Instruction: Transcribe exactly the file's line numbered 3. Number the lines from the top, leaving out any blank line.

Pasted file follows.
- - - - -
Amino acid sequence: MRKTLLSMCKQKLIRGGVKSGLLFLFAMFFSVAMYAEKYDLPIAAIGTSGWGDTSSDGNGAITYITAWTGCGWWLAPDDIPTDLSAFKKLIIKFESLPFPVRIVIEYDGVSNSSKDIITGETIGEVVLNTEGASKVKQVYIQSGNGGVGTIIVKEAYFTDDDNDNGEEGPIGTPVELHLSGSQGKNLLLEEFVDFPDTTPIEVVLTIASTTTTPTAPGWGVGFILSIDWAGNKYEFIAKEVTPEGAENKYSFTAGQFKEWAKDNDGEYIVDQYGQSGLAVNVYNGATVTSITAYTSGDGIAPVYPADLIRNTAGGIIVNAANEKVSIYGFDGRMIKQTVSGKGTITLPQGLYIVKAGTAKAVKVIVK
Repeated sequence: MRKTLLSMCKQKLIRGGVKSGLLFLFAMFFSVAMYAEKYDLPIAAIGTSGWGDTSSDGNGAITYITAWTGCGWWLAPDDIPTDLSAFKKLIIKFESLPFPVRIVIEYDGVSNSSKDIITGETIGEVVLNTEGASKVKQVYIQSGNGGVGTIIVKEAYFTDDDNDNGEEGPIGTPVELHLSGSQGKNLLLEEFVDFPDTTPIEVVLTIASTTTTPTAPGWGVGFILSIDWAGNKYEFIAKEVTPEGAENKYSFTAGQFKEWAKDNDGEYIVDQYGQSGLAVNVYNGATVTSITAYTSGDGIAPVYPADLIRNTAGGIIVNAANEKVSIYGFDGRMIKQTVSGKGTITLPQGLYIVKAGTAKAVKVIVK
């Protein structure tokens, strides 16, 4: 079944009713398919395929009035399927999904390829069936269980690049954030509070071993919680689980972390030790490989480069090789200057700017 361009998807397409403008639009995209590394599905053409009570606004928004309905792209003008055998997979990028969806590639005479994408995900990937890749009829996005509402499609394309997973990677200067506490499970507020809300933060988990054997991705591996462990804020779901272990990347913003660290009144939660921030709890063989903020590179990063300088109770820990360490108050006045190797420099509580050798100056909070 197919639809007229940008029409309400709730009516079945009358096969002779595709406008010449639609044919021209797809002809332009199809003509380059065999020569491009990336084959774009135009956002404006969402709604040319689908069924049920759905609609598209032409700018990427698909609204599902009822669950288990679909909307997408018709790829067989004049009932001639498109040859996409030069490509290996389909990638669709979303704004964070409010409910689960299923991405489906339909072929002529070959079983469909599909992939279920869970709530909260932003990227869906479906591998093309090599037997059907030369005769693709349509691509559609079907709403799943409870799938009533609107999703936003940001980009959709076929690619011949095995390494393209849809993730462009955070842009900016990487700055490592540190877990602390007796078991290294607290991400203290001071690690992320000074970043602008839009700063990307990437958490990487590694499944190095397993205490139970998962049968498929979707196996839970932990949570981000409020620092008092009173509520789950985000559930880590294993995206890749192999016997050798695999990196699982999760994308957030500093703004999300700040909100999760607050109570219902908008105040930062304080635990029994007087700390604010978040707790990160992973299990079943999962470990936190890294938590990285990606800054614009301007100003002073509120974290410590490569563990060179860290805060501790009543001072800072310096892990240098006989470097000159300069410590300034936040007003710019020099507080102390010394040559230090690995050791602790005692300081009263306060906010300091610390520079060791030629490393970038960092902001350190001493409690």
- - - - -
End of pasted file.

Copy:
């Protein structure tokens, strides 16, 4: 079944009713398919395929009035399927999904390829069936269980690049954030509070071993919680689980972390030790490989480069090789200057700017 361009998807397409403008639009995209590394599905053409009570606004928004309905792209003008055998997979990028969806590639005479994408995900990937890749009829996005509402499609394309997973990677200067506490499970507020809300933060988990054997991705591996462990804020779901272990990347913003660290009144939660921030709890063989903020590179990063300088109770820990360490108050006045190797420099509580050798100056909070 197919639809007229940008029409309400709730009516079945009358096969002779595709406008010449639609044919021209797809002809332009199809003509380059065999020569491009990336084959774009135009956002404006969402709604040319689908069924049920759905609609598209032409700018990427698909609204599902009822669950288990679909909307997408018709790829067989004049009932001639498109040859996409030069490509290996389909990638669709979303704004964070409010409910689960299923991405489906339909072929002529070959079983469909599909992939279920869970709530909260932003990227869906479906591998093309090599037997059907030369005769693709349509691509559609079907709403799943409870799938009533609107999703936003940001980009959709076929690619011949095995390494393209849809993730462009955070842009900016990487700055490592540190877990602390007796078991290294607290991400203290001071690690992320000074970043602008839009700063990307990437958490990487590694499944190095397993205490139970998962049968498929979707196996839970932990949570981000409020620092008092009173509520789950985000559930880590294993995206890749192999016997050798695999990196699982999760994308957030500093703004999300700040909100999760607050109570219902908008105040930062304080635990029994007087700390604010978040707790990160992973299990079943999962470990936190890294938590990285990606800054614009301007100003002073509120974290410590490569563990060179860290805060501790009543001072800072310096892990240098006989470097000159300069410590300034936040007003710019020099507080102390010394040559230090690995050791602790005692300081009263306060906010300091610390520079060791030629490393970038960092902001350190001493409690």